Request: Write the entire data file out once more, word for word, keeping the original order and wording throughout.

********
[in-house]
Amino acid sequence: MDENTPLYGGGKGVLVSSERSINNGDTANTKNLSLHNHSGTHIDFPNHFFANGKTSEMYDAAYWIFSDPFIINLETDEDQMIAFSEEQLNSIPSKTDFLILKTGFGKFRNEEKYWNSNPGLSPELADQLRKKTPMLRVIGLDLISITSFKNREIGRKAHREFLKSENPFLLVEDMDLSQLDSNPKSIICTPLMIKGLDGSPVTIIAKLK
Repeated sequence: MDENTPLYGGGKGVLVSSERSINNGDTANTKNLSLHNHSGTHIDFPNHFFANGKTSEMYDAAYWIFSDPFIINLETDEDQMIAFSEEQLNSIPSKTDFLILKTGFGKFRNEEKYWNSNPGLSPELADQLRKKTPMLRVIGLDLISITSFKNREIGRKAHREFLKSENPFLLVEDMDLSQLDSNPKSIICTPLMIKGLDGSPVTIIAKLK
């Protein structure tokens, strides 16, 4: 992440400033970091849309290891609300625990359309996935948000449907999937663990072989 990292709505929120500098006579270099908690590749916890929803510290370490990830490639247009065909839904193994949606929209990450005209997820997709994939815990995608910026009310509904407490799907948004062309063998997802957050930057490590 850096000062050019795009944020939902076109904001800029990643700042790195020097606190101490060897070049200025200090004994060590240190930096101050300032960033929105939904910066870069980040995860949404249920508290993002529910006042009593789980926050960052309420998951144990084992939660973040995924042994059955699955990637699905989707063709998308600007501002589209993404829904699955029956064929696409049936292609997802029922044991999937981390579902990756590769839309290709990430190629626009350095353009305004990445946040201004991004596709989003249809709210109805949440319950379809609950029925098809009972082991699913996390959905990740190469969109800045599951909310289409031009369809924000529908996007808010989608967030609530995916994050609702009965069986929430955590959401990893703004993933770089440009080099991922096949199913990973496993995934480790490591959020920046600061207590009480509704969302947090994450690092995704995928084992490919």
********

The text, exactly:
[in-house]
Amino acid sequence: MDENTPLYGGGKGVLVSSERSINNGDTANTKNLSLHNHSGTHIDFPNHFFANGKTSEMYDAAYWIFSDPFIINLETDEDQMIAFSEEQLNSIPSKTDFLILKTGFGKFRNEEKYWNSNPGLSPELADQLRKKTPMLRVIGLDLISITSFKNREIGRKAHREFLKSENPFLLVEDMDLSQLDSNPKSIICTPLMIKGLDGSPVTIIAKLK
Repeated sequence: MDENTPLYGGGKGVLVSSERSINNGDTANTKNLSLHNHSGTHIDFPNHFFANGKTSEMYDAAYWIFSDPFIINLETDEDQMIAFSEEQLNSIPSKTDFLILKTGFGKFRNEEKYWNSNPGLSPELADQLRKKTPMLRVIGLDLISITSFKNREIGRKAHREFLKSENPFLLVEDMDLSQLDSNPKSIICTPLMIKGLDGSPVTIIAKLK
């Protein structure tokens, strides 16, 4: 992440400033970091849309290891609300625990359309996935948000449907999937663990072989 990292709505929120500098006579270099908690590749916890929803510290370490990830490639247009065909839904193994949606929209990450005209997820997709994939815990995608910026009310509904407490799907948004062309063998997802957050930057490590 850096000062050019795009944020939902076109904001800029990643700042790195020097606190101490060897070049200025200090004994060590240190930096101050300032960033929105939904910066870069980040995860949404249920508290993002529910006042009593789980926050960052309420998951144990084992939660973040995924042994059955699955990637699905989707063709998308600007501002589209993404829904699955029956064929696409049936292609997802029922044991999937981390579902990756590769839309290709990430190629626009350095353009305004990445946040201004991004596709989003249809709210109805949440319950379809609950029925098809009972082991699913996390959905990740190469969109800045599951909310289409031009369809924000529908996007808010989608967030609530995916994050609702009965069986929430955590959401990893703004993933770089440009080099991922096949199913990973496993995934480790490591959020920046600061207590009480509704969302947090994450690092995704995928084992490919």